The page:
• 1820, John Keats, “Isabella; or, The Pot of Basil. A Story from Boccaccio.”, in Lamia, Isabella, the Eve of St. Agnes, and Different Poems, London: Printed [by Thomas Davison] for Taylor and Hessey, [], OCLC 927360557, stanza XXXIX, web page 68:

      I’m a shadow now, alas! alas! / Upon the skirts of human-nature dwelling / Alone: […]

  9. The diaphragm, or midriff, in animals.
    (Can we discover and add a citation of Dunglison to this entry?)

Utilization notes[edit]

  • (article of clothes): It was previously widespread to talk of “skirts” (plural) somewhat than “a skirt”. In some instances this served to emphasise an array of skirts of underskirts, or of pleats and folds in a single skirt; in different instances it made little or no distinction in which means.

Derived phrases[edit]



The translations beneath should be checked and inserted above into the suitable translation tables, eradicating any numbers. Numbers don’t essentially match these in definitions. See directions at Wiktionary:Entry format § Translations.


skirt (third-person singular easy current skirts, current participle skirting, easy previous and previous participle skirted)

  1. To be on or type the border of.

    The plain was skirted by rows of bushes.

  2. To maneuver round or alongside the border of; to keep away from the middle of.

    skirt a mountain

    • 1922, Virginia Woolf, Jacob’s Room Chapter 1
      An unlimited man and lady (it was early-closing day) had been stretched immobile, with their heads on pocket-handkerchiefs, aspect by aspect, inside just a few toes of the ocean, whereas two or three gulls gracefully skirted the incoming waves, and settled close to their boots.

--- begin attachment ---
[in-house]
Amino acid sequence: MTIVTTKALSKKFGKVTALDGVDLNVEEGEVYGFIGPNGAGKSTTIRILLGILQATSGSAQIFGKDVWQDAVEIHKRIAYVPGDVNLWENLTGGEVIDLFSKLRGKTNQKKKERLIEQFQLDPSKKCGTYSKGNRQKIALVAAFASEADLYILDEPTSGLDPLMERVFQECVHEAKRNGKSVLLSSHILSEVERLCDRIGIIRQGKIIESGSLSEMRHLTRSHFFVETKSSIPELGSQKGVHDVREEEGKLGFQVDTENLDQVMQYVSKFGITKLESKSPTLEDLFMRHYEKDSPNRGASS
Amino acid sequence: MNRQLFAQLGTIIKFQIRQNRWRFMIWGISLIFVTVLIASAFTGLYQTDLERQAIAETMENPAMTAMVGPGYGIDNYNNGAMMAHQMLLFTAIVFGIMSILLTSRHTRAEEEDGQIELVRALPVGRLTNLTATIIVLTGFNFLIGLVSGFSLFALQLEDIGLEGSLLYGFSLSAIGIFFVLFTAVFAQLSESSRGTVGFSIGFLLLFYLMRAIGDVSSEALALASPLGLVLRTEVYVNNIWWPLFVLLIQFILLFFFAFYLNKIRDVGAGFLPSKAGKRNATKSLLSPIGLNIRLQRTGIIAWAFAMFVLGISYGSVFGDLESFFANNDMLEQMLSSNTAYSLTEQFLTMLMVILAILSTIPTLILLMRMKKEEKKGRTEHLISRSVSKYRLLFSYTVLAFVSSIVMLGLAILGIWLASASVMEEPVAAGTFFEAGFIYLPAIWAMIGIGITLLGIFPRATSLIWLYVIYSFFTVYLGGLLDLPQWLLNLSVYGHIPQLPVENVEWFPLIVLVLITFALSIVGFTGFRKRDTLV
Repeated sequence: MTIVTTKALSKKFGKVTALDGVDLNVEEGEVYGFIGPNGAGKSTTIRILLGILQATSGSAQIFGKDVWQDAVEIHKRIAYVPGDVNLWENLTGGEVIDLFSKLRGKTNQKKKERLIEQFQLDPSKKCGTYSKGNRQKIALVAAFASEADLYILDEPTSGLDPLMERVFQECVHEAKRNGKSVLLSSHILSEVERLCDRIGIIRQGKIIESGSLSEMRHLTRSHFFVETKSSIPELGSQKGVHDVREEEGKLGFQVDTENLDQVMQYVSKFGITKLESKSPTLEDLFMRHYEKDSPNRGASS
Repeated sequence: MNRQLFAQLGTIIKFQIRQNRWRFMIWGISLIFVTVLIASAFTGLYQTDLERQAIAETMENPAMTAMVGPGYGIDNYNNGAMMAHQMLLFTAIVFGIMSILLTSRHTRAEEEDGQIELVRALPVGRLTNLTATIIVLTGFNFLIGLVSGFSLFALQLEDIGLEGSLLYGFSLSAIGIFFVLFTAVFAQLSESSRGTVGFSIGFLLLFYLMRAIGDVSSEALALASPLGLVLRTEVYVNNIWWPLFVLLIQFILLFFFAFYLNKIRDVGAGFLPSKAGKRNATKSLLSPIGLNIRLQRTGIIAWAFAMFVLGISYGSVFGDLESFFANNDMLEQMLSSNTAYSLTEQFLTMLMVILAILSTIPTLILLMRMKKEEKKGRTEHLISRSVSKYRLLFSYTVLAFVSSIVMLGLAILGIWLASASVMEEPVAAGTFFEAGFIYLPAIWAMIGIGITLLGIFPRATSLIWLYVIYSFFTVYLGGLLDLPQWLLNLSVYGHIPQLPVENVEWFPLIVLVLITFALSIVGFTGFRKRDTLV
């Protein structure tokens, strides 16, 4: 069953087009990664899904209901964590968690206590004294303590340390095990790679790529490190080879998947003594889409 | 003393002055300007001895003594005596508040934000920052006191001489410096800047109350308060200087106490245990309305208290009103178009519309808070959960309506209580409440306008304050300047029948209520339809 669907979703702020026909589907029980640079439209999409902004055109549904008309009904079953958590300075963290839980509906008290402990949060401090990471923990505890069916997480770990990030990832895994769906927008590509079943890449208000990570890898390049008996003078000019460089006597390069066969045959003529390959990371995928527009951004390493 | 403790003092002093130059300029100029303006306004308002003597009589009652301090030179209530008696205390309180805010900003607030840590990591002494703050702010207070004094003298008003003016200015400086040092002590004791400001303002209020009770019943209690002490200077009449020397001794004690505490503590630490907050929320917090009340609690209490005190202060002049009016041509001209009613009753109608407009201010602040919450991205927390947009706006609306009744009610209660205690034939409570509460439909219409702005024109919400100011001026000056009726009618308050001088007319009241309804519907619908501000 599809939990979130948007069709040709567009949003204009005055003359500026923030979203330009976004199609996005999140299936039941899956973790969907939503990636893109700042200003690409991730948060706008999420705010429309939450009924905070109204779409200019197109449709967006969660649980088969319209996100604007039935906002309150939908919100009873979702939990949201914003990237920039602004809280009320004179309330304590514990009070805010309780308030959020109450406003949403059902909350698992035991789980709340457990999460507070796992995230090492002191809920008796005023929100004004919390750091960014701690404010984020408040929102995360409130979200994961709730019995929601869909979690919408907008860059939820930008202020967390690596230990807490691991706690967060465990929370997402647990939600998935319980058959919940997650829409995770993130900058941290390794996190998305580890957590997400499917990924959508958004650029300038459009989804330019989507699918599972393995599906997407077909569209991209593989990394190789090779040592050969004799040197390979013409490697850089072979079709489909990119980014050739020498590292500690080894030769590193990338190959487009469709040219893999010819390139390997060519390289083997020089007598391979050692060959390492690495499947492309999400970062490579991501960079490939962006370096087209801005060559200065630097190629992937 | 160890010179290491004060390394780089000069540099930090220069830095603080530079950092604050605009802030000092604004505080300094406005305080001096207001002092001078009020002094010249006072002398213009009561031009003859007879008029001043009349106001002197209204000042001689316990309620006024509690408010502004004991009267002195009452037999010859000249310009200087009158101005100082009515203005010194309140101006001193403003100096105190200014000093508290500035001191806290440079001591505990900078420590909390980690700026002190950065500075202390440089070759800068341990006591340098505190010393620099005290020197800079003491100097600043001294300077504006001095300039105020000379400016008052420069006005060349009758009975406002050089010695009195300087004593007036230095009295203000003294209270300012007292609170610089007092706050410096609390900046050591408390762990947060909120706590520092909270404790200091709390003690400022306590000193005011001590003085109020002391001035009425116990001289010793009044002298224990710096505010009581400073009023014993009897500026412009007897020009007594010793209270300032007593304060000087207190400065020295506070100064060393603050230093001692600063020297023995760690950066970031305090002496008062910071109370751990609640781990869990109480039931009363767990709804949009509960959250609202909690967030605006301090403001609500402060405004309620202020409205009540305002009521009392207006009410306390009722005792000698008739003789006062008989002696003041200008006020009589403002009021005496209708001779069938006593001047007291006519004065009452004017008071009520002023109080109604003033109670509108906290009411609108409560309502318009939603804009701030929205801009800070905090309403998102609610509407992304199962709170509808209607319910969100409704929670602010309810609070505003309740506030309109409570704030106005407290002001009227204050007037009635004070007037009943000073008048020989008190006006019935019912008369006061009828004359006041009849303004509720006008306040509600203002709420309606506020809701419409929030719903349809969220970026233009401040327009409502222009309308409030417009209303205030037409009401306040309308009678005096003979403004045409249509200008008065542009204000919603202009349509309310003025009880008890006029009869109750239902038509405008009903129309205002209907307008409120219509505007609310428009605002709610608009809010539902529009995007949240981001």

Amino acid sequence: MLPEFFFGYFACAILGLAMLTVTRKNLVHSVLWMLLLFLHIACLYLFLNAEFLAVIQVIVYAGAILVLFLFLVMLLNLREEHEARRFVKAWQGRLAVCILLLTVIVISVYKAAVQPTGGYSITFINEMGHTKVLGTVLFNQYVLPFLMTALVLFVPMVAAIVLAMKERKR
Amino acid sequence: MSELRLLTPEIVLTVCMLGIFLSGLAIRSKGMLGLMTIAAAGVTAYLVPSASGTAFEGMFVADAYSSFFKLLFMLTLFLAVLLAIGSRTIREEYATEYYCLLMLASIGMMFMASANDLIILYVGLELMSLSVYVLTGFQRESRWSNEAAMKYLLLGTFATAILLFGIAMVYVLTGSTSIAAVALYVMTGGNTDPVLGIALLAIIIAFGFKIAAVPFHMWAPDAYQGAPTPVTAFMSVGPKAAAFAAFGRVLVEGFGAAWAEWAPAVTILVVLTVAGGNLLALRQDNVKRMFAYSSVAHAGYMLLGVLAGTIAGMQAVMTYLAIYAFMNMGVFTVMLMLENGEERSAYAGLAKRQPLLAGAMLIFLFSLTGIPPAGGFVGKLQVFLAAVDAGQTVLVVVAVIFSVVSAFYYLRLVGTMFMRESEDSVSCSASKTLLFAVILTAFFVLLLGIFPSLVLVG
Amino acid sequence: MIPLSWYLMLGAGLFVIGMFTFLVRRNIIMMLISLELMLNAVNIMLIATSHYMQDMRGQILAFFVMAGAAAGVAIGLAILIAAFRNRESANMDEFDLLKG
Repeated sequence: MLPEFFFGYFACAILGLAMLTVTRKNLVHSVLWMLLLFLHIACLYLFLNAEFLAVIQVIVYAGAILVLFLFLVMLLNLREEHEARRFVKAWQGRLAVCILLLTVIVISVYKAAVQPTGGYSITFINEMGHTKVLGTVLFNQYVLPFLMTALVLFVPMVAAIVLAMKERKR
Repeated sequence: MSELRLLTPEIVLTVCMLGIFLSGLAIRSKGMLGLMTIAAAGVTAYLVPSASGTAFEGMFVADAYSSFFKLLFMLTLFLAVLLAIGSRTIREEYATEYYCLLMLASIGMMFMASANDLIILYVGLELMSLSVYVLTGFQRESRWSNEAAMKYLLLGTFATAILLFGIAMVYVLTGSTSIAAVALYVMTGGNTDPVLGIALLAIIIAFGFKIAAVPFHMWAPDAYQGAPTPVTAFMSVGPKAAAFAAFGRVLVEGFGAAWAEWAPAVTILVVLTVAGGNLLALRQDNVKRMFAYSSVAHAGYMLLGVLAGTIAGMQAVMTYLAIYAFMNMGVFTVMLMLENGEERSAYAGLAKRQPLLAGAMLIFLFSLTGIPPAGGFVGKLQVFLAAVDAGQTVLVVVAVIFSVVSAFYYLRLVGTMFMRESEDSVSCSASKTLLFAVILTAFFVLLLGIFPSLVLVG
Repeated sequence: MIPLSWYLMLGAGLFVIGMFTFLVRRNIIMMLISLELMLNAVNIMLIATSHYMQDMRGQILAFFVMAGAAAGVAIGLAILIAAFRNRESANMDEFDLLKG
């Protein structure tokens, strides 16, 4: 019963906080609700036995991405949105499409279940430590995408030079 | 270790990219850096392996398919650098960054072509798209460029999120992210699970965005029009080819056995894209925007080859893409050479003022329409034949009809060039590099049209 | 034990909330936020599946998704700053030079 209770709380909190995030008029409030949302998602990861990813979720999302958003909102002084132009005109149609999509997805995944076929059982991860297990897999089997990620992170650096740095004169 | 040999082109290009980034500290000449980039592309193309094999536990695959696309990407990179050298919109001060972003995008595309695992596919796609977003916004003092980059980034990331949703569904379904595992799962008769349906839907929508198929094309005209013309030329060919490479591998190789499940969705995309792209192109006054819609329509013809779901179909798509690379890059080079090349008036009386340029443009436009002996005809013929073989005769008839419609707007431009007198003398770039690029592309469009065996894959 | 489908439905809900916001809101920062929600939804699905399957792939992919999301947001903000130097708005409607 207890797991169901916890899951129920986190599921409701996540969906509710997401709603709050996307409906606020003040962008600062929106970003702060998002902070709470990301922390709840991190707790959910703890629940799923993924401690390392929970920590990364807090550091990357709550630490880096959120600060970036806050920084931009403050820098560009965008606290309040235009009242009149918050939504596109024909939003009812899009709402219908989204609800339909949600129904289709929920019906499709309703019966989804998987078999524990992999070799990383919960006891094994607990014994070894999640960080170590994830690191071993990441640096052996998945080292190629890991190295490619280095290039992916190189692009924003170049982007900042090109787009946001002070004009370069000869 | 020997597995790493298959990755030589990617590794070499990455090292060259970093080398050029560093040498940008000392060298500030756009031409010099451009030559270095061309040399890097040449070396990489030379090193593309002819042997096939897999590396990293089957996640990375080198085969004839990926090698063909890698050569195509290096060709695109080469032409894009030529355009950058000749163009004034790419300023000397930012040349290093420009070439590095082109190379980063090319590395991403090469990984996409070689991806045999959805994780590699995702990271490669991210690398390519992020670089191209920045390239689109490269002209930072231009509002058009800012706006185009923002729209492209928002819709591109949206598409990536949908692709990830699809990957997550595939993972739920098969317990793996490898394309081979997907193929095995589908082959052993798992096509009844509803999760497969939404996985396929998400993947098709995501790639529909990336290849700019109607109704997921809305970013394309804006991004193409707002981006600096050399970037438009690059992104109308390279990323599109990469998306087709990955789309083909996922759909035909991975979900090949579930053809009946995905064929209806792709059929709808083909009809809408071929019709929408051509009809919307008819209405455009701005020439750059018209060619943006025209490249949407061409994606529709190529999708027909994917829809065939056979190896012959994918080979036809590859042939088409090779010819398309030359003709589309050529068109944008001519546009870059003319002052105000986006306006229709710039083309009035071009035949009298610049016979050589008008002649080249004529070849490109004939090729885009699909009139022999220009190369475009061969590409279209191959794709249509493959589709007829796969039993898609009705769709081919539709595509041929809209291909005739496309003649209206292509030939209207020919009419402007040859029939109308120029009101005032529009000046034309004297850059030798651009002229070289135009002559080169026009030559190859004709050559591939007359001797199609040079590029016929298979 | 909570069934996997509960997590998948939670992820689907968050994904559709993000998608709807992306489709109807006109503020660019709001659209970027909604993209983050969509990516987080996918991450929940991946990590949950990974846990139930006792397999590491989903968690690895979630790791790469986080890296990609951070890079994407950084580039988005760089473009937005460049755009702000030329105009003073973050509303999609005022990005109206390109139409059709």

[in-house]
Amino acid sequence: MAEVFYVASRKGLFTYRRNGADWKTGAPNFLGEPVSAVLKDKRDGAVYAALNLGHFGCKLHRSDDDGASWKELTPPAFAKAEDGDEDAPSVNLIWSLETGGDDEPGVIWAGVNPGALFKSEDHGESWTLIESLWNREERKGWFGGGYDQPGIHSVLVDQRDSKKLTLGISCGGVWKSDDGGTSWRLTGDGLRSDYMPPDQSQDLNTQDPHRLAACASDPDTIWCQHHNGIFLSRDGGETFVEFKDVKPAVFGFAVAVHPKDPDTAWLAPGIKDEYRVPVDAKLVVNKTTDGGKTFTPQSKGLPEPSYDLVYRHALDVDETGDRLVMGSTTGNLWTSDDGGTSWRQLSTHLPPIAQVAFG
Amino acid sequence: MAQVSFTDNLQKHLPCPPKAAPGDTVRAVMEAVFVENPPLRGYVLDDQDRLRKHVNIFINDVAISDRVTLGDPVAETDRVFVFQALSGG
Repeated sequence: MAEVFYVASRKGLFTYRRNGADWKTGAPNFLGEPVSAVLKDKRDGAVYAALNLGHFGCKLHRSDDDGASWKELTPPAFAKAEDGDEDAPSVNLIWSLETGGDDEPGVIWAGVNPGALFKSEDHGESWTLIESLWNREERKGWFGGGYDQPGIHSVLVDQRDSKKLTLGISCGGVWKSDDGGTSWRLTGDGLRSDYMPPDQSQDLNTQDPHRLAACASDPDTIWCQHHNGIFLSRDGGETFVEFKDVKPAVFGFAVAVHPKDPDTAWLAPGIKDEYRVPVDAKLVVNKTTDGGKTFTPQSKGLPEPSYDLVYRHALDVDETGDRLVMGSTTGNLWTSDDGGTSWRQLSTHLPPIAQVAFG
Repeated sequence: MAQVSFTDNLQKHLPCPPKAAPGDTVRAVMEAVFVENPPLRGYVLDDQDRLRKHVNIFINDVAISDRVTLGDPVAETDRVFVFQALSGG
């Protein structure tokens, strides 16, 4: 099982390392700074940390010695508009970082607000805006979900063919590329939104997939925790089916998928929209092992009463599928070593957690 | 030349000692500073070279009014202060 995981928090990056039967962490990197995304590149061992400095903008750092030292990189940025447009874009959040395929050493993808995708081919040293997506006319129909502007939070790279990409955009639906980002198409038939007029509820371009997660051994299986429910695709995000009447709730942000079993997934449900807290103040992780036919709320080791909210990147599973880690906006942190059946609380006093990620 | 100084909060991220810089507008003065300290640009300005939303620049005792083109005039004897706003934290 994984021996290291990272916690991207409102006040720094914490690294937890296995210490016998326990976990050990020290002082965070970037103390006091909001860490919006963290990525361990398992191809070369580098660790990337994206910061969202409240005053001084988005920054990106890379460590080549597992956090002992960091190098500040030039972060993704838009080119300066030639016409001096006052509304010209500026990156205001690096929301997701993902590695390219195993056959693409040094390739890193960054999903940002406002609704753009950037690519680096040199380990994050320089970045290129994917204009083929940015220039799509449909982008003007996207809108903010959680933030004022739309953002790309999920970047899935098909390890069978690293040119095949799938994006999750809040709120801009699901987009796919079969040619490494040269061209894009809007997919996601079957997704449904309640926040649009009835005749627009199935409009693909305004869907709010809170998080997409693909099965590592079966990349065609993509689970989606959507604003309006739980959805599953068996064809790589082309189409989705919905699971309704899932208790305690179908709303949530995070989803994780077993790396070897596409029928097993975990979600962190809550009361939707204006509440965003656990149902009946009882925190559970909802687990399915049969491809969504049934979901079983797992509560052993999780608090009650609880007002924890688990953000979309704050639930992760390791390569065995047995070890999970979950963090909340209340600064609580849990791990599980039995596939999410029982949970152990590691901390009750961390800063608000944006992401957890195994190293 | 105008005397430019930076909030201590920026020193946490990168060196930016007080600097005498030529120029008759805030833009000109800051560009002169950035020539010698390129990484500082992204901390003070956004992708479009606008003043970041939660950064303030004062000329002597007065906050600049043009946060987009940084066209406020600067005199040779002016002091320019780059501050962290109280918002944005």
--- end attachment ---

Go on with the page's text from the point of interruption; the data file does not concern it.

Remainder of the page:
• 2013 June 1, “Concepts coming down the observe”, in The Economist, quantity 407, quantity 8838, web page 13 (Know-how Quarterly):

      A “transferring platform” scheme [] is extra technologically bold than maglev trains although it depends on typical rails. Native trains would use side-by-side rails to roll alongside intercity trains and permit passengers to modify trains by stepping by means of docking bays. […] This could additionally let high-speed trains skirt cities as transferring platforms ferry passengers to and from the town centre.

    • 2020 November 18, Paul Bigland, “New infrastructure and new rolling inventory”, in Rail, web page 51:

      I might forgotten how scenic components of the road are – the railway crosses a number of streams whereas meandering by means of meadows or skirting woodland.

  3. To cowl with a skirt; to encompass.
  4. To keep away from or ignore (one thing); to handle to keep away from (one thing or an issue); to skate by (one thing).

    He skirted the problem of which events to attend by staying at residence as a substitute.

Associated phrases[edit]


The translations beneath should be checked and inserted above into the suitable translation tables, eradicating any numbers. Numbers don’t essentially match these in definitions. See directions at Wiktionary:Entry format § Translations.


Center English[edit]



  1. Different type of skyrte